For decades, brave pedestrian warriors have been devoted to marching commemorations. They pushed their nephews, children and grandchildren to take the case over the bridge. But as the celebrations became a standard photo operation for elected officials and candidates to bolster their civil rights in good faith, the historic location and presence of young people in the movement were hidden.

“Today, the most popular memory of the movement is the one run mostly by senior black intellectuals and activists, and it’s a convenient memory, but it’s not entirely accurate,” said John Gigi, an associate professor of history at the University of Alabama and director of the Somerset Center for Southern Studies.


Whether it’s a history of civil rights in Selma, Montgomery, Birmingham or tiny Greensboro, almost every part of the race for racial justice in Alabama depended on the willingness of even more senior people to take risks and make sacrifices, Gigi said.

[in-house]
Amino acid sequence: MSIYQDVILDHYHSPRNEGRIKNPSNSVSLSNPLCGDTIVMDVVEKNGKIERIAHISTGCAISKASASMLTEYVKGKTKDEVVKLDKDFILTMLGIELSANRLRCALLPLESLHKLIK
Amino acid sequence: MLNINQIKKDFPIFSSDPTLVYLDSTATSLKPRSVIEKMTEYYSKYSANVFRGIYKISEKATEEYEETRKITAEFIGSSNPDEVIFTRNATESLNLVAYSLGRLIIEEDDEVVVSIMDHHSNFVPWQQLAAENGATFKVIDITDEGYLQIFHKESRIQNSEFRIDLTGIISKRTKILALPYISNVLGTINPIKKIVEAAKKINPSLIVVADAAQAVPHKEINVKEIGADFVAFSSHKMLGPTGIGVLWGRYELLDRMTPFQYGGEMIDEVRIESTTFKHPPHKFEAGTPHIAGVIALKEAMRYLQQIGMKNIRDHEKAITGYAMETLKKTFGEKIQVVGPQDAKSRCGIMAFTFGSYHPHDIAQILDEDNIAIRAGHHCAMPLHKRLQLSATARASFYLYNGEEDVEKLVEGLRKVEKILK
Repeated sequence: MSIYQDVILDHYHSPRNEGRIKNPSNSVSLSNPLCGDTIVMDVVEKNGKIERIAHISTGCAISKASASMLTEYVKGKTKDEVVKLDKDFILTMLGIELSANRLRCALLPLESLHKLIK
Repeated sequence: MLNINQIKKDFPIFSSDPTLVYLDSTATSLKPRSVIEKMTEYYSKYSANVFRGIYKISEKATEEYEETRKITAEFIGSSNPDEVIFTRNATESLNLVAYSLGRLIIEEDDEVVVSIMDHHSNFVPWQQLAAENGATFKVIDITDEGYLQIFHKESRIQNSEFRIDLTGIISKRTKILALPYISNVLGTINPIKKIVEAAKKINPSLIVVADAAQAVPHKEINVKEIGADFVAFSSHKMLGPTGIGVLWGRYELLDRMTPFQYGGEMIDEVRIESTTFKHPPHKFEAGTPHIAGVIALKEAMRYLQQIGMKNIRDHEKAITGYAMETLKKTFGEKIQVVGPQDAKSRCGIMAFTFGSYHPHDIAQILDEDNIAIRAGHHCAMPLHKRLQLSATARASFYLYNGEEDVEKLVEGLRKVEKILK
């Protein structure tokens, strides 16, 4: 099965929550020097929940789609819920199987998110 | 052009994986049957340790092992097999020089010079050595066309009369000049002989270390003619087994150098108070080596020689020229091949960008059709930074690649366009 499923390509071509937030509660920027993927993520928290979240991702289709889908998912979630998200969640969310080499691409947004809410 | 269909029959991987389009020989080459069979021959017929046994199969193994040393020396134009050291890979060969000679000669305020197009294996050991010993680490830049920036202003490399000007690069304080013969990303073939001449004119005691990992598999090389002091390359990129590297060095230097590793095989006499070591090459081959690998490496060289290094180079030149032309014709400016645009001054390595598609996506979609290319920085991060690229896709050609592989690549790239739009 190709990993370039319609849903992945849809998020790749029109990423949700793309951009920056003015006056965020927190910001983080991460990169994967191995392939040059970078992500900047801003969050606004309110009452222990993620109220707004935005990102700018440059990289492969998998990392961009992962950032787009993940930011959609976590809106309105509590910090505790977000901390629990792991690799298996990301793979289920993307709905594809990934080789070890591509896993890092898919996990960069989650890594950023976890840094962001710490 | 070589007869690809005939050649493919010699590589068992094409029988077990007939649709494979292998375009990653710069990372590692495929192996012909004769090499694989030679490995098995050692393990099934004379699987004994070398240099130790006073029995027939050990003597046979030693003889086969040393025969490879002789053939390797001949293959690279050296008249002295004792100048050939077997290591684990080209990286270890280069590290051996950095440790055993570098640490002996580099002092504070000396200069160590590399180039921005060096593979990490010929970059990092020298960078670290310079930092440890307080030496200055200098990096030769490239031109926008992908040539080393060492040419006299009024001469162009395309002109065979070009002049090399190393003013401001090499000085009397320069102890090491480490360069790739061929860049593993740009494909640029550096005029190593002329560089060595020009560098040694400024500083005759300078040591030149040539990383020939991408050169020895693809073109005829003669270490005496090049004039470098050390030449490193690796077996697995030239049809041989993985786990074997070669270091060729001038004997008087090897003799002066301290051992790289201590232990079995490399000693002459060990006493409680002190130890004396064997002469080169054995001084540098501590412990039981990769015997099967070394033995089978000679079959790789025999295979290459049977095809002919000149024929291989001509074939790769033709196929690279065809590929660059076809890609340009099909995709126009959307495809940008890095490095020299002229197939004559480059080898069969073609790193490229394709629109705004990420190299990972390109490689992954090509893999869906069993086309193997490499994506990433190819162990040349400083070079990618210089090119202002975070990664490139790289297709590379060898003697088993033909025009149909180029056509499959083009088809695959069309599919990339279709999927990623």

“How did we not serve the younger generation? Without insisting that, looking back, one should see oneself in this movement, ”he added.

In January, lawmakers in Washington failed to meet term Civil rights leaders have decided to pass a federal suffrage law after a wave of proposals in conservative states to restrict access to early voting, eliminate voter registration on the same day, restrict postal voting and reduce the number of ballot boxes. in the election in the pandemic era, among other consequences.


This wave was caused, in part, by false statements by former President Donald Trump and other Republican leaders about widespread voter fraud in the 2020 presidential election. According to Brennan Center for Justicebetween early 2021 and mid-January this year, lawmakers from 27 states introduced, pre-filed or transposed more than 250 pieces of legislation that the center called voter suppression measures.

Due to the approaching by-elections this fall and the narrow democratic control of the House of Representatives and the Senate, some fear that the window of opportunity has almost closed to overcome the repression of voters at the state level. And with such high stakes, defenders see this year’s memory of Selma as an important gathering point.